Consumer: Calls for a crackdown on ‘rogue’ brokerage sites

Consumer: Calls for a crackdown on ‘rogue’ brokerage sites

Published: 18th March 2014

A LEEDS MP is calling for a crackdown on the ‘legal scammers’ who con people into paying brokerage fees for free Government-run services.

Elmet and Rothwell Conservative MP Alec Shelbrooke has raised the matter in Parliament after he himself was stung.

He is backing stronger measures which would prevent such companies jumping to the top of search engine lists, thereby diverting people from the actual Government websites and confusing consumers into thinking they have to pay – or pay more – for certain services like renewing passports and driving licences.

Speaking in Parliament, Mr Shelbrooke said: “My constituents have raised with me the issue of scam sites dealing with passports and European health insurance cards, of which I, too, have been a victim.” He asked the Home Secretary what pressure she is putting on search engines “to stop that shoddy ripping off of hard-working people”.

Mr Shelbrooke said that he had been caught out himself while renewing a European Union card.

“I heard a radio advert which said you can apply to renew online,” he said. “I put it into Google and was taken to a site that charged £14. I then found out there was no charge attached to it at all.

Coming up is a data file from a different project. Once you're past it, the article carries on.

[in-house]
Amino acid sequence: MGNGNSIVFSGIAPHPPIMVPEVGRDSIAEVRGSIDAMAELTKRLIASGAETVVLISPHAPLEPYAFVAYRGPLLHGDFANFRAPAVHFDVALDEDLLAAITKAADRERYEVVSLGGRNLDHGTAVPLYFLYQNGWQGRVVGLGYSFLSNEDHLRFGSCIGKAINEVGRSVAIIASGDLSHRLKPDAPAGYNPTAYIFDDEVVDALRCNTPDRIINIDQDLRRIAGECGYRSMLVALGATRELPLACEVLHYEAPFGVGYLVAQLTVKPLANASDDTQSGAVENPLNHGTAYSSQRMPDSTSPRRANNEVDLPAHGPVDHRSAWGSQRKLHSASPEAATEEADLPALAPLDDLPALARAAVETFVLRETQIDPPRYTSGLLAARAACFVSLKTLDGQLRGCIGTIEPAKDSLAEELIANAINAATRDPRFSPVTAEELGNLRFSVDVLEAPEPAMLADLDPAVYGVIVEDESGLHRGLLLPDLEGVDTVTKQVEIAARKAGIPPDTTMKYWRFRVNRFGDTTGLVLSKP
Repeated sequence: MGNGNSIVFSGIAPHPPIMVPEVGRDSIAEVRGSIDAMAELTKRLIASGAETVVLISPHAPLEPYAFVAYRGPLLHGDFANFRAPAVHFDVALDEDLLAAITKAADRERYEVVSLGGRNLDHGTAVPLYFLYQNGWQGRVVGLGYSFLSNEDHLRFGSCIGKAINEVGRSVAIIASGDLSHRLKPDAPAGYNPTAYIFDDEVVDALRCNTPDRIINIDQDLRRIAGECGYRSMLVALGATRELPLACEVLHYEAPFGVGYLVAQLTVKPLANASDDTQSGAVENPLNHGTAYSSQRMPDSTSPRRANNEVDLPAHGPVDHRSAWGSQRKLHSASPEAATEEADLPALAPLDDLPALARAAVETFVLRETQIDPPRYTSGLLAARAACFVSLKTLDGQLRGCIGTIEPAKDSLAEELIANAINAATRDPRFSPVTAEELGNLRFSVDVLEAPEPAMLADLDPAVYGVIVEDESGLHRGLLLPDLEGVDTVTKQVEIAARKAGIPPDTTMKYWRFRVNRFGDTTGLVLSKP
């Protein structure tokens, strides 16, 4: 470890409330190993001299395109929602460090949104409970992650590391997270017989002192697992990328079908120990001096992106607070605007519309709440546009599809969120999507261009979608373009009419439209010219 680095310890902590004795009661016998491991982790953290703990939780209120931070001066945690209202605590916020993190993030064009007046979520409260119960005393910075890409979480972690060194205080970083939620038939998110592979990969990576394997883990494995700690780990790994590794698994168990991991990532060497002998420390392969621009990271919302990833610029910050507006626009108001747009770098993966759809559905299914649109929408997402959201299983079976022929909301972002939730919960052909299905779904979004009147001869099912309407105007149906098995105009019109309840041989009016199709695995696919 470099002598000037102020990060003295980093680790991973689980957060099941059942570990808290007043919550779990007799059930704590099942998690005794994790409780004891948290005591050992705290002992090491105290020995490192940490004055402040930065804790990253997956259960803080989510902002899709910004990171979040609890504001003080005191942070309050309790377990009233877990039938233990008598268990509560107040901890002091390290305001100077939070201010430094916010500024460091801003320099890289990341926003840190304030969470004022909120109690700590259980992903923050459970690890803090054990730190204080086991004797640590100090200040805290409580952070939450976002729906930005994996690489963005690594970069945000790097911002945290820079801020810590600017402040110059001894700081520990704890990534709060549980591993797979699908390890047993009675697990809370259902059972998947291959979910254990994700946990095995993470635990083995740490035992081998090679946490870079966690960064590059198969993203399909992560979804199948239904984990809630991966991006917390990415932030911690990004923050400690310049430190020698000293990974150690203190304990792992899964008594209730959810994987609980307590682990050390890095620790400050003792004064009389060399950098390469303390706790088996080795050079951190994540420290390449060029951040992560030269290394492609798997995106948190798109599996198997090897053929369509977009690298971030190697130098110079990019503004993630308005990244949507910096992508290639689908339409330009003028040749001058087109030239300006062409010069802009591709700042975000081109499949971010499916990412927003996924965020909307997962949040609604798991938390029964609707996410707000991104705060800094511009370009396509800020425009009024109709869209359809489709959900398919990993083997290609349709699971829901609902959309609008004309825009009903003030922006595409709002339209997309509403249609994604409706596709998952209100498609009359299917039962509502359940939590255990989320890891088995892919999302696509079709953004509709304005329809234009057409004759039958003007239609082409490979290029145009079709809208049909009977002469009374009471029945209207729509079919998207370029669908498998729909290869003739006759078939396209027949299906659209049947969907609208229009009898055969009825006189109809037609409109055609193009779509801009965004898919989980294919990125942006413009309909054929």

“It’s literally just people who are acting a as a broker, but you don’t know.

“It can affect people renewing things like their driving licence or passport.

“They are not doing anything illegal but it is a scam, and people need to be aware.”

He said the sites were in effect copying and pasting people’s details into the relevant Government websites. “The only difference between these firms and payday lenders is that with the payday lenders, you know what you are getting. “With this, you don’t have to do it at all,” he said.

Responding to Mr Shelbrooke’s concerns, Home Secretary Theresa May said: “The Government are already taking action to tackle rogue websites which masquerade as legitimate Government services, exaggerating the services they provide or deliberately underplaying services that people can get for free or at a lower cost from official sources. The Government Digital Service is leading a cross-government exercise with organisations such as the Advertising Standards Authority, the National Trading Standards Board, Which? and search engines to raise awareness and ensure enforcement action is taken.

“Ministerial colleagues have also met Google to discuss the enforcement of its policies for advertising on its search results pages.”